Lamu Cultural Festival
Lamu is a small island off the Coast of Kenya. Steeped in history, it has been visited by people from all over the world. The inhabitants still uncover Chinese pottery from the 14th Century and the Arabic influence is seen through locals who can recite tales from the Arabian nights. The island has managed to keep its culture alive in the face of modernity, to pass on to future generations. A large part of Lamu’s charm lies in its throwback nature. Walking through the town, you are transported to another time and place.
Lamu Cultural Festival is a celebration of both the past and the future, and the beliefs and traditions that are the heart and soul of the Lamu community. Most visitors to the Lamu Island fall in love with this relaxed and peaceful lifestyle, and visiting during the Lamu Cultural Festival is a chance to experience Lamu life at its most exuberant and joyous. Each year, Lamu comes to life during the annual Lamu Cultural Festival. Several competitions and races are staged during this week long festival. These events are designed to each encourage local skills or practices that are central to Lamu life. These include traditional Swahili poetry, Henna painting, Bao competition… Bao is probably the oldest known game in human history, with archaeological evidence suggesting that the game has been played throughout Africa and the Middle East for thousands of years.
Started in 2001, the Lamu Cultural Festival has grown exponentially and has become a major cultural event in the region drawing local and international crowds. The 3-day festival showcases Lamu’s cultural character and unique towncsape. Visitors often plan return visits at their leisure. The grass-root efforts of the organizers have helped to rejuvenate the community and install a sense of local pride.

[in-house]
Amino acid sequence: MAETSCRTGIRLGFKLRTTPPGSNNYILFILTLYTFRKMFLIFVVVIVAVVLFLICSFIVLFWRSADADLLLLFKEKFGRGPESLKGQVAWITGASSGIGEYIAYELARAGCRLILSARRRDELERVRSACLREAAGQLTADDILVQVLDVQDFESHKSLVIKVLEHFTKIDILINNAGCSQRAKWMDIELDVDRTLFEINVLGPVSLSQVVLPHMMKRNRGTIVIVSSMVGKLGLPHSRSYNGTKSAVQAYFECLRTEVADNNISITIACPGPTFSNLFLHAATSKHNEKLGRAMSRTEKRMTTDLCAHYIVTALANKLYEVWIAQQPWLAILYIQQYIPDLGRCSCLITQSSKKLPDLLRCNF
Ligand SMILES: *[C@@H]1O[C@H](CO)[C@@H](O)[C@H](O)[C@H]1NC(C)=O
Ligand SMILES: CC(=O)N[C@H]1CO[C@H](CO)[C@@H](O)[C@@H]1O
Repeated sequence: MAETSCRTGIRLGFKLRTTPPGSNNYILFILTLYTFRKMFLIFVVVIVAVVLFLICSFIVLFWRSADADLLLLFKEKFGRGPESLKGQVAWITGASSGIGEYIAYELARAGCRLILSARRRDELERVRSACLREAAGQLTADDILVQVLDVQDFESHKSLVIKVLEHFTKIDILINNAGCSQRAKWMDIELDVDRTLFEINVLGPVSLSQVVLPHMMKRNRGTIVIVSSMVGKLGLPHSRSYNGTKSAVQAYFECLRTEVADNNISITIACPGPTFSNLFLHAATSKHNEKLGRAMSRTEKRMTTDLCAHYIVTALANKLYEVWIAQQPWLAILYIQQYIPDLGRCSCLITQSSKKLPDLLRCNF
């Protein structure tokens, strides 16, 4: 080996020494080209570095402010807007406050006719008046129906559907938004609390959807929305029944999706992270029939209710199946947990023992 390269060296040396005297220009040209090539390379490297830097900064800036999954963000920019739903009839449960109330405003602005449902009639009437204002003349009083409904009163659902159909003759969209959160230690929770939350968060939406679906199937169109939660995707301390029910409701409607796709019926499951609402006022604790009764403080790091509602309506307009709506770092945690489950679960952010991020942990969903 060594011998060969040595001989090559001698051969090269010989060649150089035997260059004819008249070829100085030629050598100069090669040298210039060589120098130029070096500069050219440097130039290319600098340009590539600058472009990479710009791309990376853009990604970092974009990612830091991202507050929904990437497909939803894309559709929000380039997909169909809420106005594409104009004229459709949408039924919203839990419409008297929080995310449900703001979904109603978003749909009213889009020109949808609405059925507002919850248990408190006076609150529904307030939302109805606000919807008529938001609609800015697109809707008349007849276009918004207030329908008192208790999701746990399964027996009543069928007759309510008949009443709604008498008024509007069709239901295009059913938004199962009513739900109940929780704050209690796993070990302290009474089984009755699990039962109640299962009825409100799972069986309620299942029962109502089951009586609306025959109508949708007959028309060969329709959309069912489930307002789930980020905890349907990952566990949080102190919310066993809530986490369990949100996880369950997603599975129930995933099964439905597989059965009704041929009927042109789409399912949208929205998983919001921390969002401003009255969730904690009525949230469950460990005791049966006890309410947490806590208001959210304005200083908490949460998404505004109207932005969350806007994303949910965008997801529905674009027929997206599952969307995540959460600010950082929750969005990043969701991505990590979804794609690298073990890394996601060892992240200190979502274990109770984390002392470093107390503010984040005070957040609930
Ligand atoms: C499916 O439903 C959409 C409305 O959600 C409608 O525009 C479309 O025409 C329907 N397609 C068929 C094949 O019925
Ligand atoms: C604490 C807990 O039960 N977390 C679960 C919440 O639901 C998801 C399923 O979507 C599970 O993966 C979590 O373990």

The Lamu Cultural Festival is a three-day event highlighting Lamu’s heritage in a carnival atmosphere featuring traditional dances (ngomas), historical masterpieces, musical performances and dances, henna competitions, dhow and donkey races and traditional craft displays, which have been an important expression of neighbourhood rivalries. Besides competitive ngomas, deep seated animosity among Lamu residents in the past was settled through competitions on water and land: Kiswahili poetry competitions, these will be some of the highlights of the festival. There will be displays of traditional handicraft, Swahili bridal ceremony and a Swahili food bazaar. The festival offers a modern sample of these time-honoured traditions against a rich backdrop of the beauty and splendor of the Lamu archipelago.
In order to preserve and encourage the art of dhow sailing, now threatened by increasing availability of engines and prefabricated boats, a dhow race is also held. The town’s finest dhows are selected to compete, and race under sail through a complicated series of buoys, combining speed with elaborate tacking and maneuvering skill. Other events include swimming, and at times a challenging cross country race along the waterfront, all the way to Shela village and back- all in the physically draining heat of the day. The real highlight of every festival involves the town’s most endearing symbol- the donkey race. Local donkey jockeys literally spend the entire year honing their riding skills for this event, and the winning rider wears his title with great pride. Being a winning donkey jockey requires a specific set of skills. As with most such races, small physical stature is helpful, but keeping a stubborn donkey moving and on course requires a definite talent.
For more information visit: Lamu Tourism
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